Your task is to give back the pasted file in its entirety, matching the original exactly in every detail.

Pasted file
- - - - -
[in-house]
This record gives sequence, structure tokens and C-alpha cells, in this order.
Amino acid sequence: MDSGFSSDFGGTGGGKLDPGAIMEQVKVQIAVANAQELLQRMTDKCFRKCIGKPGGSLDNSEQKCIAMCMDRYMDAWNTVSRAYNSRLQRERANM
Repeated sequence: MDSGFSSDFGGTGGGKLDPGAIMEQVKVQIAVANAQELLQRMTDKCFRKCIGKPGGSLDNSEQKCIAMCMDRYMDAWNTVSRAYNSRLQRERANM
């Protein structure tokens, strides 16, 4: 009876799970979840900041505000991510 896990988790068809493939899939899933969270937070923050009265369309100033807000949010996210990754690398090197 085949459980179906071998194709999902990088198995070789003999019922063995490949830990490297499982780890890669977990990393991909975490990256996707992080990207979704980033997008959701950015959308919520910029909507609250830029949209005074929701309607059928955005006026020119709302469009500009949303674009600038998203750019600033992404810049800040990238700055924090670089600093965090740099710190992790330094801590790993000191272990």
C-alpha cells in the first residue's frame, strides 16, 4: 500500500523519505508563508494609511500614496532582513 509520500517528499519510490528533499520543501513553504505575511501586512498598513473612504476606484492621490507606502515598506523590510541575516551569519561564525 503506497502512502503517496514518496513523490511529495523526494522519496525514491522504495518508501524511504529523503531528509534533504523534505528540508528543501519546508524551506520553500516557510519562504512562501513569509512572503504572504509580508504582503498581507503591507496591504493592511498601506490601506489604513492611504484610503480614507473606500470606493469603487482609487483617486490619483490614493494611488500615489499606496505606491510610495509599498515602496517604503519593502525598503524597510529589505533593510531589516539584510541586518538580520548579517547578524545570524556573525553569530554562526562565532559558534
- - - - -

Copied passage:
[in-house]
This record gives sequence, structure tokens and C-alpha cells, in this order.
Amino acid sequence: MDSGFSSDFGGTGGGKLDPGAIMEQVKVQIAVANAQELLQRMTDKCFRKCIGKPGGSLDNSEQKCIAMCMDRYMDAWNTVSRAYNSRLQRERANM
Repeated sequence: MDSGFSSDFGGTGGGKLDPGAIMEQVKVQIAVANAQELLQRMTDKCFRKCIGKPGGSLDNSEQKCIAMCMDRYMDAWNTVSRAYNSRLQRERANM
């Protein structure tokens, strides 16, 4: 009876799970979840900041505000991510 896990988790068809493939899939899933969270937070923050009265369309100033807000949010996210990754690398090197 085949459980179906071998194709999902990088198995070789003999019922063995490949830990490297499982780890890669977990990393991909975490990256996707992080990207979704980033997008959701950015959308919520910029909507609250830029949209005074929701309607059928955005006026020119709302469009500009949303674009600038998203750019600033992404810049800040990238700055924090670089600093965090740099710190992790330094801590790993000191272990």
C-alpha cells in the first residue's frame, strides 16, 4: 500500500523519505508563508494609511500614496532582513 509520500517528499519510490528533499520543501513553504505575511501586512498598513473612504476606484492621490507606502515598506523590510541575516551569519561564525 503506497502512502503517496514518496513523490511529495523526494522519496525514491522504495518508501524511504529523503531528509534533504523534505528540508528543501519546508524551506520553500516557510519562504512562501513569509512572503504572504509580508504582503498581507503591507496591504493592511498601506490601506489604513492611504484610503480614507473606500470606493469603487482609487483617486490619483490614493494611488500615489499606496505606491510610495509599498515602496517604503519593502525598503524597510529589505533593510531589516539584510541586518538580520548579517547578524545570524556573525553569530554562526562565532559558534